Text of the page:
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Who knows sixty-one?

Please cite/link your sources, if possible. At some point in the next few days, I will:

  • Upvote all interesting answers.

  • Accept the best answer.

  • Go on to the next number.

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4 Answers 4

up vote 5 down vote accepted

61 esronim (an isaron = the minimum amount of flour from which challah is to be separated; between about 3-5 lb., depending on whom you ask) is the largest amount of meal-offerings (menachos) brought for the public sacrifices on any day. This would happen if the first day of Sukkos coincides with Shabbos. The breakdown is as follows:

For the daily (tamid) offering:

  • 2 lambs, 1 isaron for each, total 2

For the additional (musaf) offering for Shabbos:

  • 2 lambs, 1 isaron for each, total 2

For the additional (musaf) offering for Yom Tov:

  • 13 bulls, 3 isaron for each, total 39

  • 2 rams, 2 isaron for each, total 4

  • 14 lambs, 1 isaron for each, total 14

Aggregate total: 61.

The significance of this figure is that R' Yehudah gives it as the reason behind the halachah that an individual may not bring a minchah offering larger than 60 isaron: "it is sufficient that the individual's contribution be one less than that of the community."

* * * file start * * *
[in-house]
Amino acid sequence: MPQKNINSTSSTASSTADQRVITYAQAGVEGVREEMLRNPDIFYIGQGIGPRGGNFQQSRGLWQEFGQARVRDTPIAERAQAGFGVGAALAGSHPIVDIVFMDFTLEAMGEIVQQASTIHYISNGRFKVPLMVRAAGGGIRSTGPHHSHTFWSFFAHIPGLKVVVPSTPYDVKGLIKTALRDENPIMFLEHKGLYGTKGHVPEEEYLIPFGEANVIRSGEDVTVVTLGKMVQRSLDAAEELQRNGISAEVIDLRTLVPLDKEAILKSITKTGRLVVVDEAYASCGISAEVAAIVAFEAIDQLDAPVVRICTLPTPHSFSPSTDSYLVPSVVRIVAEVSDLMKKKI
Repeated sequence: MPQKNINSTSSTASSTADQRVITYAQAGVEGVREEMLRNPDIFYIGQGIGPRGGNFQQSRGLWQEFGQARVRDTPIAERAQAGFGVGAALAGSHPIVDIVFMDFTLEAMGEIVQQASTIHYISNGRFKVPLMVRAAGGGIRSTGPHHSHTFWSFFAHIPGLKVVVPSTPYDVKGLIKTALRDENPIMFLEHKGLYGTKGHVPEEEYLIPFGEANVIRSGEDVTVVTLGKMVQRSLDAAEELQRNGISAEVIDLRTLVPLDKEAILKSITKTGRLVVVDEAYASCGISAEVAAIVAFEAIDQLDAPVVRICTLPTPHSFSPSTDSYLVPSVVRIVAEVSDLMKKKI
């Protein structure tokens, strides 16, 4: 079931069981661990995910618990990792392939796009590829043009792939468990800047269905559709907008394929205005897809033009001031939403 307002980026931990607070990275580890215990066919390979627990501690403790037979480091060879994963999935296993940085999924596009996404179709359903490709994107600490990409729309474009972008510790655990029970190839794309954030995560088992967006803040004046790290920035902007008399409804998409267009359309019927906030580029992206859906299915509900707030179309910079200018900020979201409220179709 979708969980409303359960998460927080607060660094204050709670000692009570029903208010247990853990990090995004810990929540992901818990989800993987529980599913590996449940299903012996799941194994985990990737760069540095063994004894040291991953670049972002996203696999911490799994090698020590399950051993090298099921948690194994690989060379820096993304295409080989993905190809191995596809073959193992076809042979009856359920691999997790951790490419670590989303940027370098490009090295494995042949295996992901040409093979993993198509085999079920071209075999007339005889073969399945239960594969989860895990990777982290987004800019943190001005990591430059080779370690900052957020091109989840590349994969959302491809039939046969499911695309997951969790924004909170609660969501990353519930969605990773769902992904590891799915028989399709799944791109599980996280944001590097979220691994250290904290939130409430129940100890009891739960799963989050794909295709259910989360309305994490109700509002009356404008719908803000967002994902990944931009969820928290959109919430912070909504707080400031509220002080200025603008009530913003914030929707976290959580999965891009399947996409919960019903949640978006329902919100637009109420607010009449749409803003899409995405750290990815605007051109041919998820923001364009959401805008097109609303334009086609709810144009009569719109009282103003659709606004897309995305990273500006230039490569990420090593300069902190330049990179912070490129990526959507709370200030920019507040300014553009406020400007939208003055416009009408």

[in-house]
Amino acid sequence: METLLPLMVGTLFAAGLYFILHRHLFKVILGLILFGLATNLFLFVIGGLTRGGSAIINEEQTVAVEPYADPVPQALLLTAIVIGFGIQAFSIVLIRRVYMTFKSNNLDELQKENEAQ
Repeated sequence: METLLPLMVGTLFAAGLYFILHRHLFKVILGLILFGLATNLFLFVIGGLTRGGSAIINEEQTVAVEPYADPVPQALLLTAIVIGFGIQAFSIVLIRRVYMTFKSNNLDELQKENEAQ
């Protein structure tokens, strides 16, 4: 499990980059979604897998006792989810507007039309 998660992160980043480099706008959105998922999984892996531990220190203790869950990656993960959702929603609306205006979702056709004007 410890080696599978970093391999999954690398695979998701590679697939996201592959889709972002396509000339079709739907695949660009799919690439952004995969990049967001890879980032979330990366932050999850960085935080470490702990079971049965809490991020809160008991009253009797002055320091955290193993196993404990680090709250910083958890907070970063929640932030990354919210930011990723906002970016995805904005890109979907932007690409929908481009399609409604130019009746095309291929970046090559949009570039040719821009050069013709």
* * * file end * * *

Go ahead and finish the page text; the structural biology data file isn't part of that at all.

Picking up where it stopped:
(Menachos 103b)

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The amount of donkeys that were given to Elazar haKohen after the Bnei Yisrael returned from fighting Midyan (Bamidbar 31:39)

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Sixty-one are the kosher eggs required to "nullify" one non-kosher egg.

One reason suggested (that's easy to understand) is that people will assume sixty eggs have 60x the volume of one egg, when in fact some additional variation is likely -- maybe there were a few smaller eggs in the batch of 60. So go with 61 eggs, which is most likely to cover it.

(Challenge exercise: explain this with statistics and probability. Does anyone have the probability distribution function for chicken-egg volumes?)

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2  
Well, without knowing the actual distribution, the standard deviation in volume on a sample size of 12 was a considerable 22%. But that was 1973 and I don't even know what might have changed since then. (Page 3: elibrary.unm.edu/sora/Condor/files/issues/v076n03/…) –  WAF Jul 14 '10 at 11:36

The weight of 61 grains of barley is the weight of one draham, a measure of weight that the Rambam uses. For example, when describing the minimum amount of flour needed before there is an obligation to separate challah (520 drahams).

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